Thursday, December 25, 2008

Merry Christmas

“Joy is not in things; it is in us.”

—Richard Wagner

Monday, December 22, 2008

I'm Dreaming of a Green(er) Christmas

This post may be coming a little late in the season to be useful for others, but keep it in mind for next year - please??

Some of the most wasteful Christmas traditions involve sending paper Christmas cards and using wrapping paper for gifts. Seeing someone haul out a new, empty garbage bag to stuff full of paper, bows and boxes drives me nuts (did you know that wrapping paper is recyclable?? Unless it's laminated, metallic, or has an extraordinary amount of tape on it - so why the trash bag?). I've decided to make some changes, starting with wrapping paper.

I never buy wrapping paper (or anything else for that matter) at full price. In the past I would always stock up on paper, gift bags, Christmas cards, etc at the end-of-season sales. That's going to stop - this year I'm not going to buy any new wrapping paper and instead either reuse paper from gifts my family has received or use another much more eco-friendly option - fabric! I got this idea from another person who bought a bunch of Christmas-themed fabric at the end-of-season last year and is now cutting it to size with pinking shears (which keeps the ends from fraying) and then tying the gifts closed with re-useable colorful cord or other ties. After the gifts are open you can give the recipients the option of keeping the fabric or giving it back to you for reuse next year. Over time you should come up with enough different sizes and shapes of fabric that you will be self-sustaining and not need to add to your stockpile anymore.

I'm hoping to take this a step further and try the Japanese art of Furoshiki or "cloth wrapping". It looks like a wonderful idea and elminates the need for a closure at all. I found a couple of videos on YouTube - check out demo 1 and demo 2, as well as this schematic if you just want to jump in and try it without watching someone else do it first!

This follows the idea of wrapping an item in a scarf or decorative towel - then the wrapping becomes part of the gift. Another idea I've used is reusing the wooden crates that Clementines come in and making that the base for a gift basket - I've done this a few times and loved the results. Or using the Sunday comics or other colorful ads or magazine pages to wrap small gifts. And what about making Magazine Bows for an additional festive touch?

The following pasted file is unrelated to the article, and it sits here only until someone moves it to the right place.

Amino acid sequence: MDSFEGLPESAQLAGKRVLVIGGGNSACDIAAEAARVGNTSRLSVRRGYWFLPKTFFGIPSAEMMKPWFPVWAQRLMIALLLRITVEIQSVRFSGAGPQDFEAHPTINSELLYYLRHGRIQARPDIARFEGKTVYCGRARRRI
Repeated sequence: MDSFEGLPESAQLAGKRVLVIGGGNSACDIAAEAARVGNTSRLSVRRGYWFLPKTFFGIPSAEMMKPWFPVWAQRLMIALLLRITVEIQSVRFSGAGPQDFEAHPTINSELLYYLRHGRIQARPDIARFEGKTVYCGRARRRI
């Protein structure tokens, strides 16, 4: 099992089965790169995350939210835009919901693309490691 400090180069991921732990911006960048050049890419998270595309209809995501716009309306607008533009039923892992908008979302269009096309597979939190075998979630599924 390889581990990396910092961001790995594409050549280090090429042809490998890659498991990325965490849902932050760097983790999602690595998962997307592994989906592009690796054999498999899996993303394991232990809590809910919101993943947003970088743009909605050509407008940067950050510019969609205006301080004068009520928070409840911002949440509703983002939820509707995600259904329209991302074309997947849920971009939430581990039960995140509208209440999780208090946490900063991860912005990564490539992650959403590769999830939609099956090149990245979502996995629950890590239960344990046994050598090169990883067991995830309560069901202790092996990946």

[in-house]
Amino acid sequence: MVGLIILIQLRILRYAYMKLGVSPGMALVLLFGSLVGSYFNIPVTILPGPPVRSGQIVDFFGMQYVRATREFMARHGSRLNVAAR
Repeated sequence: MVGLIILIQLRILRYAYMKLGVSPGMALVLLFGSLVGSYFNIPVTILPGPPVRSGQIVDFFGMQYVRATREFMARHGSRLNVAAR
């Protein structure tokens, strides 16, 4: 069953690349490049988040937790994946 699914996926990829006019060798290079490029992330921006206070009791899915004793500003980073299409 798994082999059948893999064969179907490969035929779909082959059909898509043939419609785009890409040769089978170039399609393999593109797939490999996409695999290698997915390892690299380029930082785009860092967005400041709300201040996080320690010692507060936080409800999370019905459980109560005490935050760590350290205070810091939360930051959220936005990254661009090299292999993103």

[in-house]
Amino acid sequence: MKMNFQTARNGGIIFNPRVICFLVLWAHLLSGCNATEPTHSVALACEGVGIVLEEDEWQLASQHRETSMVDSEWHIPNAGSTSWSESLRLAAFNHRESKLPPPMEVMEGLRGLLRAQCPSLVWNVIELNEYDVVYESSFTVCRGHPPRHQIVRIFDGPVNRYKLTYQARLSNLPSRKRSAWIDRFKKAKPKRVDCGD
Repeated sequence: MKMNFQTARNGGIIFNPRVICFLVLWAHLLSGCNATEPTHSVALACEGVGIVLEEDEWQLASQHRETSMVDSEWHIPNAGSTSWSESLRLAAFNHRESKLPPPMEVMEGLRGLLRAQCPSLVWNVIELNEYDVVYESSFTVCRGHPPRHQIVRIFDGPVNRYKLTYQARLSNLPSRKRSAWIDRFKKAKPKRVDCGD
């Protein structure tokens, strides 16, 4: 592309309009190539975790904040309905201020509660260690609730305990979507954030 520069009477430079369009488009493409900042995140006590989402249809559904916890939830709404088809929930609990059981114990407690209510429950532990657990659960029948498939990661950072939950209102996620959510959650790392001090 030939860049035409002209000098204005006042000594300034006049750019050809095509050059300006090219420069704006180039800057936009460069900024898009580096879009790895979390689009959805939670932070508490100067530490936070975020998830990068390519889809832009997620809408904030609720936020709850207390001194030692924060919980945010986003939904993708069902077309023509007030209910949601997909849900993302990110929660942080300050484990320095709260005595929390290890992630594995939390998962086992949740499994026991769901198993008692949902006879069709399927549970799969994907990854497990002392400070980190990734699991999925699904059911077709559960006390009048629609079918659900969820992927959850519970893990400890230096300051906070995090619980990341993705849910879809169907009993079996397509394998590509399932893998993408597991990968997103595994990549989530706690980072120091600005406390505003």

The other change I'm making is going to be Christmas cards. I've noticed that the cards I enjoy the most are the ones that include a little newsy "Christmas update" letter - I love getting all the year's news in one place and I really appreciate the effort people make to put those letters together. My second favorites are the photo cards - there isn't any personalization but it's fun to see the pictures of the pets and kids in their holiday best. My least favorite are the cards that are just signed - no note or anything else to indicate they meant this card for me and not Uncle Tom or Aunt Betsy. Why bother? It seems silly and I feel like they should just save their postage for such a cursory effort.

So, with this in mind, I'm planning on sending e-cards to most of the people on my list - they will get the pictures I am sending in my paper cards, but most of these people are just going to look at the card and picture, smile and then after Christmas it will all go in the garbage. The other people - close friends and family - will get the paper cards and real photo. I know they will appreciate the extra effort and will probably put the photo in an album.

So, what to do with the cards you do receive?

  • Send them to a school or charity that can re-use them in art projects or even in making new cards as a fundraiser.
  • Cut off the front, attach it to some card stock and make your own cards for next year
  • Cut off the front and use it as a Christmas postcard - uses less postage too!
  • Cut out pretty shapes or images from the card and use them as gift tags
  • Cut out shapes attach a yarn loop and they become child-friendly Christmas ornaments
If you must buy cards at least look for cards or wrapping paper that are printed on recycled paper. Here are some sources for those products, courtesy of

RedStamp - cool card designs by different artists. Click Eco-Friendly under the type of card you want; some are even made from (sustainable) wood (prices vary).

Green Field Paper Co. - a bit pricey, but you can actually plant its Grow-A-Note cards after the holidays are over (about $4/card).

Pleasantrees - its recycled paper cards in traditional-ish designs (nothing too artsy-fartsy) come with free personalization, plus it plants three trees with every order (about $2/card).

BuyGiftPaper - not the schmanciest site, but it offers long rolls of solid and patterned recycled wrap ($14/roll).